On Sept. 11, 2001, Catholic leadership already enjoyed a degree of trust and mutuality with Muslim leadership in the United States. That very week the bishops’ national inter-religious moderator, Bishop Tod Brown of Orange, Calif., signed a statement with five Muslim leaders involved in these relationships. The signers declared their commitment to one another as friends, believers and citizens; their abhorrence of all terrorist acts and hate crimes; and the immorality of the crimes of 9/11. At its next meeting each U.S.C.C.B. regional dialogue discussed the nexus of religion and violence.
No doubt complex layers of relationship, joint decision-making, trust and goodwill served many religious communities in the United States, especially Muslims, in the weeks after 9/11. The next year, the bishops’ conference sponsored an institute on Islam and Catholic-Muslim relations, and the bishops’ Subcommittee on Interreligious Dialogue received a grant from the Catholic Near East Welfare Association to offer three short institutes for bishops on Islam and Catholic-Muslim relations. Nowadays, there are numerous summer institutes and special workshops on Christian-Muslim relations geared for teachers, church staff, reporters and others. Georgetown University, the site of the third bishops’ institute in 2005, has offered a weeklong institute for Christian and Muslim leaders every summer since that year.
When 138 Muslim religious leaders and scholars released “A Common Word Between Us and You” in October 2007 to Christian leaders everywhere, a degree of reciprocity was reached in the promotion of relations. This short reflection, drawing from biblical and Koranic sources on love of God and neighbor as a basis for dialogue, represented the first broadly based theological response by Muslims to the Second Vatican Council’s “Nostra Aetate.”
Setbacks came in the summer of 2010. A proposed Islamic center for lower Manhattan gave rise to angry protests and drew in national political leaders. Similarly, when a pastor on Staten Island agreed to sell a former convent to a Muslim group for a mosque, there were outcries. For New Yorkers, these incidents demonstrated the insufficient attention by civic and religious leaders to public and private healing after 9/11, particularly among the families of first responders, many of whom lived on Staten Island. For all Americans, lower Manhattan and ground zero had become a stage on which to vent suspicions and stereotypes of Muslims and their religion. Controversies over the construction of a mosque and an Islamic center erupted in Tennessee and Iowa.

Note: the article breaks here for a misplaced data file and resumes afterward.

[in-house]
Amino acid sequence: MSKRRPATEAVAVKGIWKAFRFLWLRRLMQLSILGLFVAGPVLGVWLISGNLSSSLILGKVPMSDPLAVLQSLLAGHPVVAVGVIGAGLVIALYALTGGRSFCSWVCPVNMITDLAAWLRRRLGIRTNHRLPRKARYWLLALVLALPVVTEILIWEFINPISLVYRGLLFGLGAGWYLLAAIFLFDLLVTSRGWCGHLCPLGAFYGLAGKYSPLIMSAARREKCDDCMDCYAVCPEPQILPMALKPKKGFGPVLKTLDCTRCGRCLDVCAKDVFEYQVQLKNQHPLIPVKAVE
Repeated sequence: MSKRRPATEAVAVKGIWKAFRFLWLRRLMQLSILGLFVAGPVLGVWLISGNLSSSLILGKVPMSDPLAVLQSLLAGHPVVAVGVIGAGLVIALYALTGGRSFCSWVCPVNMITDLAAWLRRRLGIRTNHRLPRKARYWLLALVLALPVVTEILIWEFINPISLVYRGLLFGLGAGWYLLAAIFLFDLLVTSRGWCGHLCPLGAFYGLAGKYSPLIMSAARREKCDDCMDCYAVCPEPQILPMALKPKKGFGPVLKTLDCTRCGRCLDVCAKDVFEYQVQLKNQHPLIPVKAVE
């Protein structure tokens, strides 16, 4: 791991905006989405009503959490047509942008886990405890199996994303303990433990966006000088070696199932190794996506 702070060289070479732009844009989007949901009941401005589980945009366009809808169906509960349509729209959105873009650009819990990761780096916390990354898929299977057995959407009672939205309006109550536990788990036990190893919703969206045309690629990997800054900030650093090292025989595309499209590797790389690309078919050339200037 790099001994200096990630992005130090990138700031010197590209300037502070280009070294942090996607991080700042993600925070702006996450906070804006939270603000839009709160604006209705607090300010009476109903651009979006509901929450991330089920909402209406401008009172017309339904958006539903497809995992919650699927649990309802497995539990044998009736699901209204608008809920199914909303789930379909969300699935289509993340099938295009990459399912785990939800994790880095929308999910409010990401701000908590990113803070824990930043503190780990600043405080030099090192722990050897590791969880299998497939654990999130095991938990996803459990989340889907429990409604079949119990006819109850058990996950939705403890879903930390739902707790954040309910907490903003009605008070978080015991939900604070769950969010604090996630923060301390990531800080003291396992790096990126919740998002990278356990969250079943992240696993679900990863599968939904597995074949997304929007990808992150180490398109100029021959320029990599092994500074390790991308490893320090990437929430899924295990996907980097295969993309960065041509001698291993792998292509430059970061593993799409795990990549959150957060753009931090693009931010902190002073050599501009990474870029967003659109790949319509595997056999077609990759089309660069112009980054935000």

Then the pastor of a tiny congregation-cum-business in Gainesville, Fla., drew stern comments from some of the highest political and military offices in the land, and from fellow evangelicals, over his plan to burn copies of the Koran on the ninth anniversary of 9/11. This year more than two dozen states have considered “anti-Shariah” legislation, whereby Islamic law can never have standing in state courts; three states have passed such a ban. A recent exposé in The New York Times found that a Hasidic lawyer from Brooklyn, N.Y., has orchestrated this movement with conservative public policy institutes.
Meanwhile, Christians continue to engage in local initiatives with Muslims to promote social justice, community-building, dialogue and faith-sharing. Muslims have begun to teach Islam and religious studies even at Catholic colleges and universities. Muslim social commentators have moved well beyond political analysis of the West and Islam. With a stake in American social, economic, religious and political institutions, Muslims are moving into positions of civic leadership.
The economic downturn and costly settlements in cases of abuse have caused the U.S. Catholic bishops to cut back their programs of social cooperation and inter-religious dialogue. As a result, local communities and interfaith councils receive less expert assistance. Ten years ago, help from national offices provided guidance and expertise in shaping initiatives for mutual understanding and cooperation. Ten years after 9/11, with interfaith engagement so widespread, no single national dialogue, relationship or program sets the tone for Christian-Muslim relations in American life.
Public opinion data is taken from the Pew Research Center’s (Muslim West Facts Project) “Muslim Americans: Middle Class and Mostly Mainstream” (2007) and the Gallup/Co-exist Foundation survey “Religious Perspectives in America: With an In-Depth Analysis of U.S. Attitudes toward Muslims and Islam” (2009) and other sources. The latest findings come from Gallup’s 2011 survey, “Muslim Americans: Faith, Freedom and the Future,” which was released as this article went to press.